DURAND, Asher B. (1796-1886)
New York: Burton and Valentine, 1825. Engraving. Trimmed just outside or to the platemark. Sheet size: 17 x 12 3/8 inches.
Unrecorded proof of a seminal American engraving.
Asher Durand was hailed as the most famous engraver in America" and "the father of American landscape painting. His bold clean style was an immediate success, and he consequently produced some of the most important engravings in American print history. "Musidora was Durand's first major effort in engraving from an original design. The theme was inspired by 'The Seasons,' a poem by the Scottish poet James Thomson. In the 1825 engraving, the young Musidora moves cautiously to the bank of the woodland stream, and illustrates Thomson's lines, which are inscribed on the print ... John Durand called this work a product of his father's 'inner consciousness'..." (Hudson River Museum). The original drawing for the work is located at the New York Public Library. This example is a very fine, dark impression in an unrecorded proof state (i.e. before the date added to the end of Durand's imprint, prior to the printer's imprint below the quote from Thomson's Seasons, and with the title lightly engraved). In Thompson's pastoral poem, the section in which Musidora appears describes her bathing in a secluded stream. While bathing, she is unaware that a male admirer, Damon, secretly watches her from a hidden vantage point. Durand's image of Musidora implicates viewers in Damon's act of voyeurism, compelling them to assume the role of the male gaze. This perspective confronts us with our own participation as voyeurs, akin to Damon's intrusive gaze. In this context, "Musidora" exemplifies the multifaceted nature of the female nude in art, prompting viewers to reflect on their own complicity in the act of looking. Just as Durand's portrayal challenges viewers to embody Damon's intrusive gaze, it underscores the broader dialogue that surrounds the depiction of the female form in art. Beyond being a mere visual representation, this print calls upon us to engage with the centuries-old discourse surrounding the female nude and serves as a thought-provoking entry point into the complex world of art and representation.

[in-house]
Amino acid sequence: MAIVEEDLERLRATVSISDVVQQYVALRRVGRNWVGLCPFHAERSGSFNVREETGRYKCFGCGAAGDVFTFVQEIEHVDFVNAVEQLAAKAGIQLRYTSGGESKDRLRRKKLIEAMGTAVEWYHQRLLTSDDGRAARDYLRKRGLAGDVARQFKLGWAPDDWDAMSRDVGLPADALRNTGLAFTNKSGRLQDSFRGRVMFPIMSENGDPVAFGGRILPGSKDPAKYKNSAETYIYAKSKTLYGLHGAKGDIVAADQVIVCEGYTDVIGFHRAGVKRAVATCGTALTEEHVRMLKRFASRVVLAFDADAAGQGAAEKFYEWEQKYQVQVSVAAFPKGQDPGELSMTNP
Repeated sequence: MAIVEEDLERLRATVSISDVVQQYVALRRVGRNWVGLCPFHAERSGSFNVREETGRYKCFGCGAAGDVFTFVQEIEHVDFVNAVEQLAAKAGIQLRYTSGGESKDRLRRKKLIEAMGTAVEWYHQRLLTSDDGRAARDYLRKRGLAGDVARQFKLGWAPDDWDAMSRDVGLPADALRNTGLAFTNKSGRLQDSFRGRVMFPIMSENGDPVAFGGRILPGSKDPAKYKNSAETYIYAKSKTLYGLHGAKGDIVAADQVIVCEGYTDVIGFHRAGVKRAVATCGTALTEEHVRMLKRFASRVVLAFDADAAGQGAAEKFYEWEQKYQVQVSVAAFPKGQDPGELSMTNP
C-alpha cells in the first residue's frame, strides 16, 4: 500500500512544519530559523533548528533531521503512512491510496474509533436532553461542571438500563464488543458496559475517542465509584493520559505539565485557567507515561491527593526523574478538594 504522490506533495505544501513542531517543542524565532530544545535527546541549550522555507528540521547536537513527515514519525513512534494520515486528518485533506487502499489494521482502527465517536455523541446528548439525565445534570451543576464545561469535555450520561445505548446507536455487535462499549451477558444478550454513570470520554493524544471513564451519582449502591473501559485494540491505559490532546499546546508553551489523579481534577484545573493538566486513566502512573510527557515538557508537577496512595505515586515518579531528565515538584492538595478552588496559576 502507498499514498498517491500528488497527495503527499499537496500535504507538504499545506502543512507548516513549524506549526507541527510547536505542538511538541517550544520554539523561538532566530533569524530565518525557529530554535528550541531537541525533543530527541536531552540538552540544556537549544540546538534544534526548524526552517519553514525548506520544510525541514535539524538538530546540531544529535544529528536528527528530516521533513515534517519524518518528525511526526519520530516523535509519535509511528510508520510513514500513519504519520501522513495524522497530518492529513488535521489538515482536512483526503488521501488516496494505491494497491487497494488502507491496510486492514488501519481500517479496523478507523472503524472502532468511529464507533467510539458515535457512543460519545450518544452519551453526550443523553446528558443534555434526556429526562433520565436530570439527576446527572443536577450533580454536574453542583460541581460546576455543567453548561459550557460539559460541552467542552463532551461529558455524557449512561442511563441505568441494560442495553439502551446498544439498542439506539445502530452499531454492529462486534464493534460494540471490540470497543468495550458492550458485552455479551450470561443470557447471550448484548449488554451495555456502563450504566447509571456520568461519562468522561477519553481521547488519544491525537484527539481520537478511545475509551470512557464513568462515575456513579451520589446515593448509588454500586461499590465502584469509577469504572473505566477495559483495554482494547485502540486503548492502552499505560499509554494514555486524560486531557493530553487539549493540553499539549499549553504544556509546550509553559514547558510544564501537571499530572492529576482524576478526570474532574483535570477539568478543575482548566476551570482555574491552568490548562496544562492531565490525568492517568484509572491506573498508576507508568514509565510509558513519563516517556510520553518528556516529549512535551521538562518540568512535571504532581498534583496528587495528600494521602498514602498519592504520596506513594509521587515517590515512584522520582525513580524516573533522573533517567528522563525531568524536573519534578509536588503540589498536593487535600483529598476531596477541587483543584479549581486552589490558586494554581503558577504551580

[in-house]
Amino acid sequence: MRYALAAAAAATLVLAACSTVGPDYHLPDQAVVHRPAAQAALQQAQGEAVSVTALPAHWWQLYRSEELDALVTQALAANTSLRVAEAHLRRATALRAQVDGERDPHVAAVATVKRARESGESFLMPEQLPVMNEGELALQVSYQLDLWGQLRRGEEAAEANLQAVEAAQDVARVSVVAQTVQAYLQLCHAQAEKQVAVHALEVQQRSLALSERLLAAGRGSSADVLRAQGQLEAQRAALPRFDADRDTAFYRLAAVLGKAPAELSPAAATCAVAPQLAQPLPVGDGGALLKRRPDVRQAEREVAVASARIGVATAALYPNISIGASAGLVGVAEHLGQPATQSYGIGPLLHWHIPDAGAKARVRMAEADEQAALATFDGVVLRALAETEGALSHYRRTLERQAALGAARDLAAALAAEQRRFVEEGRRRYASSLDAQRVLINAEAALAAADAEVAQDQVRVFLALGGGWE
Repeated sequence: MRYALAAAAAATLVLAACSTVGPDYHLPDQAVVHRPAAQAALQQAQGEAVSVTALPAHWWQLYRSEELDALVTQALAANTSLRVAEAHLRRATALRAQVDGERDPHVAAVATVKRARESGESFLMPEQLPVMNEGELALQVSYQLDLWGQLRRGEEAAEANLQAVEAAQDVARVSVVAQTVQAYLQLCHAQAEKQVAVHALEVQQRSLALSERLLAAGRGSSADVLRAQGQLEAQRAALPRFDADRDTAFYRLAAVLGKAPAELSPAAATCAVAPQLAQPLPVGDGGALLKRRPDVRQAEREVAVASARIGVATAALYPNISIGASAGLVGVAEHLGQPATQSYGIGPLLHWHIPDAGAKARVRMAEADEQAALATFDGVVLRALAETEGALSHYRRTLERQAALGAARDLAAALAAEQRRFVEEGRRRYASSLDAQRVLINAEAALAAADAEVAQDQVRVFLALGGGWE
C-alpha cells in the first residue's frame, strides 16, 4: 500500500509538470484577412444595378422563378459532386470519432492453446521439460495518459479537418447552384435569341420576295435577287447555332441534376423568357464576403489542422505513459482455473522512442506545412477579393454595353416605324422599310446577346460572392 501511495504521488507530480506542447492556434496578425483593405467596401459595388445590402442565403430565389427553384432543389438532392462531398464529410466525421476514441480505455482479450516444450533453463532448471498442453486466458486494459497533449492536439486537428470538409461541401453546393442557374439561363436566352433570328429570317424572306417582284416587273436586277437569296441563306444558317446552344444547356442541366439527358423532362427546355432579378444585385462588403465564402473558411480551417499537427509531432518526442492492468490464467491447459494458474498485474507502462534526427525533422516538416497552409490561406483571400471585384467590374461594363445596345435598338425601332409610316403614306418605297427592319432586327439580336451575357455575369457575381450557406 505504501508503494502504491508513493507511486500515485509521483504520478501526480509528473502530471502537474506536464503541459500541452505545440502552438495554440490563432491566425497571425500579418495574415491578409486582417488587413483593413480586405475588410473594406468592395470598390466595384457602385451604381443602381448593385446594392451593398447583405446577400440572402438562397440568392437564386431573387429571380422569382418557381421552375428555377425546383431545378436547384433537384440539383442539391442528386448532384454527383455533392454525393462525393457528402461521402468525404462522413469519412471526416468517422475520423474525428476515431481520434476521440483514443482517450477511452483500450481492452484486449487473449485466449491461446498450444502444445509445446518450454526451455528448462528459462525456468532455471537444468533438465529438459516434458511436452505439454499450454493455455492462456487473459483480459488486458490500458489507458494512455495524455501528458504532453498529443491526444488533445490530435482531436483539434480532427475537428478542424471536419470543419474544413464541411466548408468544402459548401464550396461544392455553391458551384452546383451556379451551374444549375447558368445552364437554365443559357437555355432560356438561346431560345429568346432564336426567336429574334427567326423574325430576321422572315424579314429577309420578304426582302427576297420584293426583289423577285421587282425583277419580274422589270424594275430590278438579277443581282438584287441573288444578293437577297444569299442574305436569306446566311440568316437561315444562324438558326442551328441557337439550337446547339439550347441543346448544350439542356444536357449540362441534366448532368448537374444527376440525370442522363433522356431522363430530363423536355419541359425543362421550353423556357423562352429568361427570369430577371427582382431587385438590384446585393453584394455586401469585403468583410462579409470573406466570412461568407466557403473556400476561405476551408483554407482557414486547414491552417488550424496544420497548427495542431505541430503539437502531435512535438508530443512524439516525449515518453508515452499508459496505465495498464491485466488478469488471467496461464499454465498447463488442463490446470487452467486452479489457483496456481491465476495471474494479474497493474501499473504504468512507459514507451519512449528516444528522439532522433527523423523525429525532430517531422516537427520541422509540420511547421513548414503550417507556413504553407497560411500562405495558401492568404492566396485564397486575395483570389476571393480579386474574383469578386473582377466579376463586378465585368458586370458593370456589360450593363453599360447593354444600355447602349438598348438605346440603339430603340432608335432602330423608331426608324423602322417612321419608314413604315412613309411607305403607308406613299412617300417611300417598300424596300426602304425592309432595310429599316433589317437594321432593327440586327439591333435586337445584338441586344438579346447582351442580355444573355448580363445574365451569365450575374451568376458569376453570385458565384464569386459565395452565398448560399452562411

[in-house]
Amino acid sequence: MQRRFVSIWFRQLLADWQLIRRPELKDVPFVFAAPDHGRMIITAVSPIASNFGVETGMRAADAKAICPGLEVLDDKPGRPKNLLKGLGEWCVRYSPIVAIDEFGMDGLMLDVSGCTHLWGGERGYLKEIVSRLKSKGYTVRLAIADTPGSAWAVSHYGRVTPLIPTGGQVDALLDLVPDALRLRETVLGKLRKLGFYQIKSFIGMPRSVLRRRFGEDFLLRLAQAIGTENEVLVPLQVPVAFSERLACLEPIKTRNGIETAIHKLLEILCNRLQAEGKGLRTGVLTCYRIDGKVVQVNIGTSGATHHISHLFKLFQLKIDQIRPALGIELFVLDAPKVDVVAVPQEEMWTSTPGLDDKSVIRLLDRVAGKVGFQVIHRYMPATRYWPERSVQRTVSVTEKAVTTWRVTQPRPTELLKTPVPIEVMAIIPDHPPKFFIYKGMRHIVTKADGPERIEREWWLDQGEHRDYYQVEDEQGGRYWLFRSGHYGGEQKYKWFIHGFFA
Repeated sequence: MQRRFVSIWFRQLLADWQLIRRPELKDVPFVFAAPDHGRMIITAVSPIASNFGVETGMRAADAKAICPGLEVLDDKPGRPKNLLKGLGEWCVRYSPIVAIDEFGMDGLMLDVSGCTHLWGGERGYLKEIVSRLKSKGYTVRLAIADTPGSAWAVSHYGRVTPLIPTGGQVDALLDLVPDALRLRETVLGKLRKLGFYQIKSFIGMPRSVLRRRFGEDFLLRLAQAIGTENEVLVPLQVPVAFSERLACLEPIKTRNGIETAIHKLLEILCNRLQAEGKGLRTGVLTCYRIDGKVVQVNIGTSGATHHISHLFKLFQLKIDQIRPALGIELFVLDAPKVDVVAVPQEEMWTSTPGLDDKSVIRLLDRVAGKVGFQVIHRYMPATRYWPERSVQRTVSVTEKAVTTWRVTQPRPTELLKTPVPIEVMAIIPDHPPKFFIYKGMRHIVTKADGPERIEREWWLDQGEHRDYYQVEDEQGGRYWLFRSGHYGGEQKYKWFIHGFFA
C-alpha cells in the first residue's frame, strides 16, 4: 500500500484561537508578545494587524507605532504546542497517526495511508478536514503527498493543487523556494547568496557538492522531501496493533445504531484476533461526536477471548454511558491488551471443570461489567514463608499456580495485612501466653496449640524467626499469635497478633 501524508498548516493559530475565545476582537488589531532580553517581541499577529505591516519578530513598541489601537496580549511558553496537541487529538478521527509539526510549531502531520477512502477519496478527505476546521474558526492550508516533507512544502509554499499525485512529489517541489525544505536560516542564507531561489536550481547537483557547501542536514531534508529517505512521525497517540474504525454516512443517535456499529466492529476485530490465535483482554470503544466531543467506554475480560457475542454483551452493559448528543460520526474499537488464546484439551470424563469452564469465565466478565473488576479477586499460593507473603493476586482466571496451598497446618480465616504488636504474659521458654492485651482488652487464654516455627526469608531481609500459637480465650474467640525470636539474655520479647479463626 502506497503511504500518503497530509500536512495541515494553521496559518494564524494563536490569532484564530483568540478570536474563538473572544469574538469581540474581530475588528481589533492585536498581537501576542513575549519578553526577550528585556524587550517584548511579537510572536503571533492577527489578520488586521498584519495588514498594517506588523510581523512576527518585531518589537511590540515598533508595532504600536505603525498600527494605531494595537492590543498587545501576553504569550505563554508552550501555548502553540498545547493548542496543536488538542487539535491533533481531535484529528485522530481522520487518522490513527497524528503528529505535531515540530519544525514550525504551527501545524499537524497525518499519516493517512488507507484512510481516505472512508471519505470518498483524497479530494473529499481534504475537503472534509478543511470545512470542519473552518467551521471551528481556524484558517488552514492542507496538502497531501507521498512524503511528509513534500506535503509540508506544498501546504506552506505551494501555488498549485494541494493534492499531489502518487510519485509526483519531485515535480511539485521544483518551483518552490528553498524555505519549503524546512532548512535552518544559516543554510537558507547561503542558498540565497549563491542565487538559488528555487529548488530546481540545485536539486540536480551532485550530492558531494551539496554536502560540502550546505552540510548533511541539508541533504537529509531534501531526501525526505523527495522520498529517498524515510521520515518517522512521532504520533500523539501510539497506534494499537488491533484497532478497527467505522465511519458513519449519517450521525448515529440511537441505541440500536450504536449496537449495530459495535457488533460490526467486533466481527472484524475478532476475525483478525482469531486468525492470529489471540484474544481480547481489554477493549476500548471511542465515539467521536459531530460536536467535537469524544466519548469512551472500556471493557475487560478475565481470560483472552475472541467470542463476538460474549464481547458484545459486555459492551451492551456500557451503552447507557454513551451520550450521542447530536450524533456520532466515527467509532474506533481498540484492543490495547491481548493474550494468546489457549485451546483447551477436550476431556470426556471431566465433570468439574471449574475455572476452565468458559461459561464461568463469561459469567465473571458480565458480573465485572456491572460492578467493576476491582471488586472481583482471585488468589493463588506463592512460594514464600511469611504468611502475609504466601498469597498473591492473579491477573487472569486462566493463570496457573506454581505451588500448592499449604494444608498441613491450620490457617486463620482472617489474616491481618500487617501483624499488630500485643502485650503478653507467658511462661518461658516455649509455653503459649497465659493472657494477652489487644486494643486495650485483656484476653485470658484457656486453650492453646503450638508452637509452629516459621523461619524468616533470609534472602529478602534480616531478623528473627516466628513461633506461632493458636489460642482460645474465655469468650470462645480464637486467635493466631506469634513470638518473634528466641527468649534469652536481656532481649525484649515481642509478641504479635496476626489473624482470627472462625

The Grolier Club, Catalogue of the Engraved Work of Asher B. Durand (New York: 1895), 236; Stauffer 683; Hudson River Museum, Asher B. Durand: An Engraver's and a Farmer's Art (Yonkers: 1983) 27.